Reach & Ambition

1 May 2017

for John Jenkins


I Reach & Ambition

Late at night, up, looking at
the things on my mantelpiece
a profusion of crap, clutter & gewgaws
a range of detail I love (John’s photos of it
came today, reminding me). I look at the pictures
blu-tacked there, above—postcards of paintings
1900 to 1920s mostly
but some Manet, some Fragonard, a Boucher
Michael Fitzjames, a Chardin—a piece of paper,
yellowed, proclaiming “Honeymooners star
Meadows dies” (with a picture of Art
Carney, Gleason, & Meadows), a picture
of James Brown being ‘assisted’
to his feet
by a Famous Flame, a large photocopy picture
of Pam, 32 or 3 … Anyway, the Manet—
two white camellias glowing
against a black ground—makes me think
Look at things! & on that basis
I think I will search out
the book of Manet‘s flower-pieces
& then, depending what that does to my brain,
re-read the Tranter poem I find,
placed in the back of this book. ‘Loxodrome’.
And maybe I will


II Gone

Left of the mantelpiece,
beneath the Chardin (a small, be-suited,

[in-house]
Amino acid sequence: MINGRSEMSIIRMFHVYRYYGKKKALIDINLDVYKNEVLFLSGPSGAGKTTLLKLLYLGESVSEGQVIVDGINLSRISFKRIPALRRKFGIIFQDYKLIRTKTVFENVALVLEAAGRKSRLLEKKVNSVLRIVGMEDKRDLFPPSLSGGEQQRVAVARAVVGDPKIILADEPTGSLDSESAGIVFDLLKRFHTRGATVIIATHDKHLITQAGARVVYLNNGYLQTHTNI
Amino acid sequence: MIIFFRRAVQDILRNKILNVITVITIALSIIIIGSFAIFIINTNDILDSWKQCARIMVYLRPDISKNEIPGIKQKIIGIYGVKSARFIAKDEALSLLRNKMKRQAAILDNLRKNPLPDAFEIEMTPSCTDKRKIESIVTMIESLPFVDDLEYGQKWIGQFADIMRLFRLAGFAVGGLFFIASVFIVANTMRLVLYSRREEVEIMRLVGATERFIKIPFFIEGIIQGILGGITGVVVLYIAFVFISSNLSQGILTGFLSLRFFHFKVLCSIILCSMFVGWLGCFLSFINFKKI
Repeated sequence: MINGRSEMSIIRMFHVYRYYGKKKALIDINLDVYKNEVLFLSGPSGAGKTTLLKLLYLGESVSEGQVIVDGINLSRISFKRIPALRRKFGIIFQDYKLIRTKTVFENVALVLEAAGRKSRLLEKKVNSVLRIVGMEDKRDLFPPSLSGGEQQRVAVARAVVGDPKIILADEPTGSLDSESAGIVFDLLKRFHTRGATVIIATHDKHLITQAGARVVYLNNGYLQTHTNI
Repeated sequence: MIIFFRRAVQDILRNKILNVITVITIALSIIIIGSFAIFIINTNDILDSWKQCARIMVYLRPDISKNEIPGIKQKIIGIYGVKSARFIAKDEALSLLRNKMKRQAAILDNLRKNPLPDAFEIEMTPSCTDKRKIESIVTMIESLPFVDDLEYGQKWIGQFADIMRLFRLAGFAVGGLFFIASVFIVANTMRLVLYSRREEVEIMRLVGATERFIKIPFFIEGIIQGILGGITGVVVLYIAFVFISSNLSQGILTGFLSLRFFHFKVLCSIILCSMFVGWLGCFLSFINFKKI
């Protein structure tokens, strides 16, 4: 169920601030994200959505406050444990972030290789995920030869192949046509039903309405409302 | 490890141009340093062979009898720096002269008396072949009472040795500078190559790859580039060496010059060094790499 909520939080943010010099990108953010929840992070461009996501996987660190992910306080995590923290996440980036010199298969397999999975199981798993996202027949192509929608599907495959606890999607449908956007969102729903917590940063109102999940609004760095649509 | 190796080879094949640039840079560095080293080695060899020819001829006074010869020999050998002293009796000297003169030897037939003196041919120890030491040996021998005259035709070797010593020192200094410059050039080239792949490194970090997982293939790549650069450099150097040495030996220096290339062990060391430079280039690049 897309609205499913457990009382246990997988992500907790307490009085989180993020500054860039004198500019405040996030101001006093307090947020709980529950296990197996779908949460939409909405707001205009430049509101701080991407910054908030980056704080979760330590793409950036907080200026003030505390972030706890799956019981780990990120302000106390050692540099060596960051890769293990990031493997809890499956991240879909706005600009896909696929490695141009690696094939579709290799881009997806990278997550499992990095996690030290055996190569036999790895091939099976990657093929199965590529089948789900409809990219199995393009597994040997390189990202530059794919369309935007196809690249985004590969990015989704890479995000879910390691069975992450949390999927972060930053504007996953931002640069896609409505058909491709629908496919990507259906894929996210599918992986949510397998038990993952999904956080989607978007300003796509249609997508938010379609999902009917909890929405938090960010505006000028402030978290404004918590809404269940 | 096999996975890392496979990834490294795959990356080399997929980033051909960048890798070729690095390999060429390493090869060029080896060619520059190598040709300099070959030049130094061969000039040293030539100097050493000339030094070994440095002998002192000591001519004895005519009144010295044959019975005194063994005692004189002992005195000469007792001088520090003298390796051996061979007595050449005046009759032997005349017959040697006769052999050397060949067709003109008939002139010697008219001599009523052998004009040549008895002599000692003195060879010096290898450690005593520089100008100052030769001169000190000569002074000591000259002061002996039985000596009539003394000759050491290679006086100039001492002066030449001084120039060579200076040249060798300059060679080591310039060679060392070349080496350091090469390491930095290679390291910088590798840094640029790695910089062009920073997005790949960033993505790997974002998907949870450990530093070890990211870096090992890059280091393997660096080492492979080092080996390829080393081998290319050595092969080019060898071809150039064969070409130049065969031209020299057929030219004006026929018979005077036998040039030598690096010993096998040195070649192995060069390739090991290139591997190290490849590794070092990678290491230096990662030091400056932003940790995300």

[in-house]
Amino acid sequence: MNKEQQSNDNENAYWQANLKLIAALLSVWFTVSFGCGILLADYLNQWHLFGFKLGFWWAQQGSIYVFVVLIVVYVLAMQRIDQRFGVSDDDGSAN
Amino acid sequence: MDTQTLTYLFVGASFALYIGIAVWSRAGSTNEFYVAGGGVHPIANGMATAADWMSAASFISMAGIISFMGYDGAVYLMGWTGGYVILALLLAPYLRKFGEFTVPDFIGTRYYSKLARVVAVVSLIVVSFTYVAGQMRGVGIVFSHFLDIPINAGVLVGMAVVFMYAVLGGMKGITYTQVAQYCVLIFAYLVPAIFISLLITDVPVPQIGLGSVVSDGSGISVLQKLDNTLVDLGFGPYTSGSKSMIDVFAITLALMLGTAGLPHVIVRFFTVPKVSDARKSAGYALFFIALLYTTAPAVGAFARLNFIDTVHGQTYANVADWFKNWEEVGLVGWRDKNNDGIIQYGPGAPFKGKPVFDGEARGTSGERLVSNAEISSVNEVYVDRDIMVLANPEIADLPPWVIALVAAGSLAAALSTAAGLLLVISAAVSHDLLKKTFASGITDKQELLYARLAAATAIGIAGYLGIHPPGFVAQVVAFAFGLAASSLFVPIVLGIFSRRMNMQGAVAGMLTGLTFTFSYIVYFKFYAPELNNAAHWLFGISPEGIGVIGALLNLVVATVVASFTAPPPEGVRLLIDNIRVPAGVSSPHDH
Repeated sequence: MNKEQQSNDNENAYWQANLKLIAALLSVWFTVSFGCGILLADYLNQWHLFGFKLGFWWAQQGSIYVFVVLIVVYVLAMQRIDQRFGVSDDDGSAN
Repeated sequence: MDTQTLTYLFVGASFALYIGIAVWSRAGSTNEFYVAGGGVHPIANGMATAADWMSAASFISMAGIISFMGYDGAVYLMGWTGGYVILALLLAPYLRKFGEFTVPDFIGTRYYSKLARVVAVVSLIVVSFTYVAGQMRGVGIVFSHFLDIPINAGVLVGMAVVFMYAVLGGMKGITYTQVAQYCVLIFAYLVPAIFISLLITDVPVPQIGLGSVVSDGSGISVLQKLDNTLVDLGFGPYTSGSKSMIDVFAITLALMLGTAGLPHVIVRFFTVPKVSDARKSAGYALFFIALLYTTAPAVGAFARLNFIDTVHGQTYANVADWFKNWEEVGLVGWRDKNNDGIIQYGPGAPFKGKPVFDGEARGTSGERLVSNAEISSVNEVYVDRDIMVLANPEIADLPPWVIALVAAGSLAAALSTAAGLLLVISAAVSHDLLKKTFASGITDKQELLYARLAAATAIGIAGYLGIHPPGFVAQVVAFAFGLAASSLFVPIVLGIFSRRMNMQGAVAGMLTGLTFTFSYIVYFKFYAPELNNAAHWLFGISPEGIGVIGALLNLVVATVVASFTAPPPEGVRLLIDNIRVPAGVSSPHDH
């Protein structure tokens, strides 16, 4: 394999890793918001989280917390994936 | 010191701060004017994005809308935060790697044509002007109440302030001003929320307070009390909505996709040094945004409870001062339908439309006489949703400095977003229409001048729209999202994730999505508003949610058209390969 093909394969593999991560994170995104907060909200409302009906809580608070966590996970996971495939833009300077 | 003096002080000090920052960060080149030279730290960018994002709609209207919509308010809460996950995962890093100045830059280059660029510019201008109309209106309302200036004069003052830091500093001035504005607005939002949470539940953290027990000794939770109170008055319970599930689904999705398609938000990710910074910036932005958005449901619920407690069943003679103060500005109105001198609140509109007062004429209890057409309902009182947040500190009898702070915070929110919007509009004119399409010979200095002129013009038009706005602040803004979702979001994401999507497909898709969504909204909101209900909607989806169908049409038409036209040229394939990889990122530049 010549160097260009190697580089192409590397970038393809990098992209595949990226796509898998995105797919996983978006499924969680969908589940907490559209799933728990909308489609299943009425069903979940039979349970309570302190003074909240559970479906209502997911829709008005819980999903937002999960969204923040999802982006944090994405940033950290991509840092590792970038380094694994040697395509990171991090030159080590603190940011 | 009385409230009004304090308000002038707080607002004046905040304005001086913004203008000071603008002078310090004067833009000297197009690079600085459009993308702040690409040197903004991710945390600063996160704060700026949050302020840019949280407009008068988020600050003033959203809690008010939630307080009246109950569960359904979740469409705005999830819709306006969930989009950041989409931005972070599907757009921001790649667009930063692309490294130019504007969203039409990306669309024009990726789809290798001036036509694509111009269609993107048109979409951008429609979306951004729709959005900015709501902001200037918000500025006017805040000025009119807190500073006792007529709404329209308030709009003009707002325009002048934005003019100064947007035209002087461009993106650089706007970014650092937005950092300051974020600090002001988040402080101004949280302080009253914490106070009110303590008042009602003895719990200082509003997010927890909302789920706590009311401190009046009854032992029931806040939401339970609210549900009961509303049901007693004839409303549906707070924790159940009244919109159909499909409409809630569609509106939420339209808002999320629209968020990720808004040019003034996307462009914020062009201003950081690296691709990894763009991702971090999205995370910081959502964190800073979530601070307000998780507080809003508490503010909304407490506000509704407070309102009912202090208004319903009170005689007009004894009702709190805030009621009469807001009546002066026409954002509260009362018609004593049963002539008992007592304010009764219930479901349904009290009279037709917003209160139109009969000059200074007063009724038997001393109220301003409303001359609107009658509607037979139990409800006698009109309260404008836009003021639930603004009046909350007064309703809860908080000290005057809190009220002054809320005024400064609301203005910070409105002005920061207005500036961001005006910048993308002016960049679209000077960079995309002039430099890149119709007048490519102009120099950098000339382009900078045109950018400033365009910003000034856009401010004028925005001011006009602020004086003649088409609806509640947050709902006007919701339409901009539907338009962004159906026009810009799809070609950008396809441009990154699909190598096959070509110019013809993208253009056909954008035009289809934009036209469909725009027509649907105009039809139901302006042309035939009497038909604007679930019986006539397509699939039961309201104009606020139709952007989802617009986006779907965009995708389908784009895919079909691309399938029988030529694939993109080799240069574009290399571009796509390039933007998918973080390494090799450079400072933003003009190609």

silver-haired boy—regarding a spinning top
on the table before him), four
tiny spots,
of blu-tack ,
form a rectangle
where a stamp should be—a patch of torn envelope
& the postal stamp that was on it. Gone. John’s photos,
tho, reveal it to have featured a dalek.
U.K. recognition for Dr Who. I am relieved.
For months now I have been aware
of the missing stamp, & had looked about for it,
thinking it showed a Chance Vought
Corsair, a fighter aeroplane of WWII
that I had liked. (‘Liked’.) I had been a fan of the plane
in my teens—& surprised to receive its image
as an adult forty years later stuck on an envelope,
& looking so American, mid-century & ‘of its era’.